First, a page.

COS 86-3
Response of savanna tree cover to the near-extirpation of large mammalian herbivores in Mozambique's Gorongosa National Park, 1977-2012

Wednesday, August 12, 2015: 2:10 PM
325, Baltimore Convention Center
Joshua Daskin, Ecology and Evolutionary Biology, Princeton University, Princeton, NJ
Marc Stalmans, Department of Scientific Services, Gorongosa National Park, Mozambique
Robert M. Pringle, Department of Ecology and Evolutionary Biology, Princeton University, Princeton, NJ

Large mammalian herbivores (LMH) exert strong effects on vegetation in many ecosystems, but their population densities are decreasing (native ungulates) over much of Africa and Asia due to anthropogenic influences. Experiments at tractable spatial and temporal scales suggest that LMH declines in Africa may have strong community and ecosystem level impacts, in part by influencing the extent of tree cover. However, the difficulty of manipulating LMH populations has largely limited the study of LMH’s role in regulating savanna tree cover to these relatively short-term, small-scale experiments, which may not accurately simulate the effects of real-world species loss. We used the war-driven near-extirpation of LMH from Gorongosa National Park, Mozambique, as a natural experiment to test how an abrupt decline in all large-mammal species affected savanna tree cover over 35 years. To measure changes in tree cover, we classified woody vs. herbaceous vegetation across the entire 4000 km2park from satellite images taken before (1977) and after (2012) LMH declines.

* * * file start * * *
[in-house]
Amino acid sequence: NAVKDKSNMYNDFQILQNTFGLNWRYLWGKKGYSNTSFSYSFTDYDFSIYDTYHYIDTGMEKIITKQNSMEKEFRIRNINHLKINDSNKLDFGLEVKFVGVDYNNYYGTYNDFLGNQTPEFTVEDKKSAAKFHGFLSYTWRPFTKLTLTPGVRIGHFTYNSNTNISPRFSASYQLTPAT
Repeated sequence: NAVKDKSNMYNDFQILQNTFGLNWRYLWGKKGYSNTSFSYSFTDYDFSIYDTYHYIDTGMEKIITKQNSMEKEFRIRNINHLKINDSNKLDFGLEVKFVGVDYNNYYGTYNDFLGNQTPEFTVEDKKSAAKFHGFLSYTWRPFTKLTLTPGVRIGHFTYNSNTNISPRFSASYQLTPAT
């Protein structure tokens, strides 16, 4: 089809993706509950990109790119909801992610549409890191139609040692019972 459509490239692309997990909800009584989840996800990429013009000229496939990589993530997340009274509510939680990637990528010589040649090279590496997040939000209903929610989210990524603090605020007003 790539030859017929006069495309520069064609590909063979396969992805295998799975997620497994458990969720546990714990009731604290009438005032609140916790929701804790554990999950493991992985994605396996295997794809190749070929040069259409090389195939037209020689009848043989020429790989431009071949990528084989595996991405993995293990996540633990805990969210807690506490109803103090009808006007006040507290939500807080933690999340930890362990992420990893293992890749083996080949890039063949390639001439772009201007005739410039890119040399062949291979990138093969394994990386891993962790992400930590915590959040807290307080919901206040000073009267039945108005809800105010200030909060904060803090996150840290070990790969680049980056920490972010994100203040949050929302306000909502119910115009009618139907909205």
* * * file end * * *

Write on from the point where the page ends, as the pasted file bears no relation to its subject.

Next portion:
We found a 28% increase in park-wide tree cover (from 29 to 37%); most regions of the park showed far greater increases (51-134%), while only on the large Cheringoma plateau (1050 km2) in the east of the park had nearly steady tree cover. Cheringoma also had historically lower LMH population densities. The observed increase in tree cover suggests that a release from browsing pressure following the war-driven mammal declines increased tree recruitment and/or growth. Potential alternative drivers of tree cover, such as rainfall and fire regimes, showed no directional trend during this period and thus cannot account for increased tree cover. Our analysis provides a multi-decadal, whole-ecosystem example of LMH impacts on savanna vegetation structure. Ongoing changes to LMH population densities present the strong potential shifts between woodland and grassland savanna habitats, and for cascading effects on other species.